After further questioning, a recurring theme continued to pop up which stated that Uber and its lawyers have a privilege log with hundreds of pages with emails from Uber about the 680 million dollar purchase of Levandowski’s Otto. Levandowski admitted that there are 42 documents that relate or reference a due diligence report about the Otto acquisition. Furthermore, Levandowski’s lawyers refuse to reveal the identity of the reports author.
On Thursday, Levandowski plead the Fifth amendment in an attempt to keep information about the report a secret. The reasoning behind it is that if Levandowski faces criminal charges, the information could incriminate him, in response Alsup said ‘almost anything could be swept under the rug’. Nothing has been set in stone but is predicted that Alsup will rule against Levandowski and order Uber to produce the documents in question, Alsup has gone so far as to accuse Levandowski’s lawyer Ismail Ramsey of deliberately withholding information and warned him to have his appeal ready for May 6th.
As the case continued Mr. Alsup continued to get frustrated with Mr. Levandowski and his lawyers stating, ‘you are hiding from me what the real facts are… You want me to be in the dark’. In response to Mr. Alsup, Uber attorney Arturo Gonzalez gave a brief history of Mr. Levandowski’s career achievements surrounding autonomous vehicles. Gonzalez continued by reciting a detailed story of how Levandowski was in charge of a team that built ‘Ghostrider’, the only motorcycle entered into the national autonomous vehicle races funded by the department of defence in 2005. ‘You know where that motorcycle is today, At the Smithsonian… He did all of this before working for Google’. The story was well told and tried to perceive Mr. Levandowski as the genius he could well be but Mr. Alsup was not so convinced or pleased with the attempt to change topic, in response Mr. Alsup simply stated ‘Then why did he take those 14,000 documents?’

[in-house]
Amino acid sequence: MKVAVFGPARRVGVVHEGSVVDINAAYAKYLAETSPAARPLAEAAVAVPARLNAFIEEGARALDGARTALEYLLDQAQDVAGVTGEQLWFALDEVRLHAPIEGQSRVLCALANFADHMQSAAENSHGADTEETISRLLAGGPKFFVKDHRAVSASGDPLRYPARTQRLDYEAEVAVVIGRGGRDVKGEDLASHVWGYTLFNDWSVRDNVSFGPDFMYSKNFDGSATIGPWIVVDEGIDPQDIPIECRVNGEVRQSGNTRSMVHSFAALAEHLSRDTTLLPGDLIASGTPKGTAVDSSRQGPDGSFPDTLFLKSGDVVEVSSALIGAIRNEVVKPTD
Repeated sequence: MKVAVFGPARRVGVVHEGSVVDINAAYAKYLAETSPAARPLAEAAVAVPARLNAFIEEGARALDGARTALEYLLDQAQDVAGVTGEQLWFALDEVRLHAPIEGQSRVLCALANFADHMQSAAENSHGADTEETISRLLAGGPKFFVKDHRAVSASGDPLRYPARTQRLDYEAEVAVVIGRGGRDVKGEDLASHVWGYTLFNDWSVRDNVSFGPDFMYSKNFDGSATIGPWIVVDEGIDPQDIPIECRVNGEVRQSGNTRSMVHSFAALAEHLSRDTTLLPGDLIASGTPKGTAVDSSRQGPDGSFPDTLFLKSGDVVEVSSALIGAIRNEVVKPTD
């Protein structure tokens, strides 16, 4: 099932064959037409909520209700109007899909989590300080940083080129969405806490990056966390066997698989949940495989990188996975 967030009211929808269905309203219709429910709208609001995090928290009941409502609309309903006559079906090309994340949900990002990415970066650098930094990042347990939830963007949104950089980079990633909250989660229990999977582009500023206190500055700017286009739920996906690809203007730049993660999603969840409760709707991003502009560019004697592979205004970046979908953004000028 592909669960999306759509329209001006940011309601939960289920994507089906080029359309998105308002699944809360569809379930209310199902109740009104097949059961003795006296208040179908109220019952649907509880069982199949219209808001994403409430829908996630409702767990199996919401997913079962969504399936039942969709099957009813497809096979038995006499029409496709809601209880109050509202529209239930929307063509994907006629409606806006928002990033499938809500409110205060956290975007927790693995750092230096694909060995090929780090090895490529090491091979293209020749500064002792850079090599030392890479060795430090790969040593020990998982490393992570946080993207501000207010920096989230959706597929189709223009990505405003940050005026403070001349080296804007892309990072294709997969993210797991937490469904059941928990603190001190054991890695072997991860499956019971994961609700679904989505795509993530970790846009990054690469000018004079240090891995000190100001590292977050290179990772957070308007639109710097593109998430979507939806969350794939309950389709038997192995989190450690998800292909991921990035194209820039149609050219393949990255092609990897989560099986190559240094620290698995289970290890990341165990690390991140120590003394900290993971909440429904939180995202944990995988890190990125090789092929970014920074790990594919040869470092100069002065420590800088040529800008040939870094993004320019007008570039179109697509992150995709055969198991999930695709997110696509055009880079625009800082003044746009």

This new scandal comes at the worst time for Uber who have been in the news recently for multiple issues surrounding business ethics. Although the court case at the moment is revolving around Anthony Levandowski and his wrong doings it is obvious that Uber will once again take a major hit in the public eye and popularity may continue to fall in the coming months. Although Levandowski and Uber have stated that they have done nothing wrong and everything they have done for autonomous vehicles was ethical but from previous examples used in this article it is clear that Uber and Levandowski are not acting like someone who is innocent. The final court date is schedule is set for the 6th of May and it seems pretty academic that Uber and Levandowski will be caught in the wrong. However, it will be interesting to see what the outcome will do to affect the future of autonomous vehicles.
Conor McGovern Tech Editor